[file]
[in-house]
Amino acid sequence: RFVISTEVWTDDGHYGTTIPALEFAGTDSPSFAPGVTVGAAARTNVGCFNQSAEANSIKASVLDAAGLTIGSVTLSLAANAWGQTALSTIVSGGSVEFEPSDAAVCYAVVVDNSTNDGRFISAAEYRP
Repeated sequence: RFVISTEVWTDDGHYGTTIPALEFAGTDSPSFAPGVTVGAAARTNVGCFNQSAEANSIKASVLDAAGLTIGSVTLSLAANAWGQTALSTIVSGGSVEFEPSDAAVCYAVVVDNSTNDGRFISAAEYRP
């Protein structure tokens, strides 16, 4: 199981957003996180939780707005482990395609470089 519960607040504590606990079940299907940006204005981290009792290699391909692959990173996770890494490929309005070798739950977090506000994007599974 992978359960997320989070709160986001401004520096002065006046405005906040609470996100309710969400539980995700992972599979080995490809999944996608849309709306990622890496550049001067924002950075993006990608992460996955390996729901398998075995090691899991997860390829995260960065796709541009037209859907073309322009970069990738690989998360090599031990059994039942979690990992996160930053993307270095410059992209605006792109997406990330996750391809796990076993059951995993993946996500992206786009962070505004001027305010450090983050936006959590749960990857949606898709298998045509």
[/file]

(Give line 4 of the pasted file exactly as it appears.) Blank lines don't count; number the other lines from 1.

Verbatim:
């Protein structure tokens, strides 16, 4: 199981957003996180939780707005482990395609470089 519960607040504590606990079940299907940006204005981290009792290699391909692959990173996770890494490929309005070798739950977090506000994007599974 992978359960997320989070709160986001401004520096002065006046405005906040609470996100309710969400539980995700992972599979080995490809999944996608849309709306990622890496550049001067924002950075993006990608992460996955390996729901398998075995090691899991997860390829995260960065796709541009037209859907073309322009970069990738690989998360090599031990059994039942979690990992996160930053993307270095410059992209605006792109997406990330996750391809796990076993059951995993993946996500992206786009962070505004001027305010450090983050936006959590749960990857949606898709298998045509």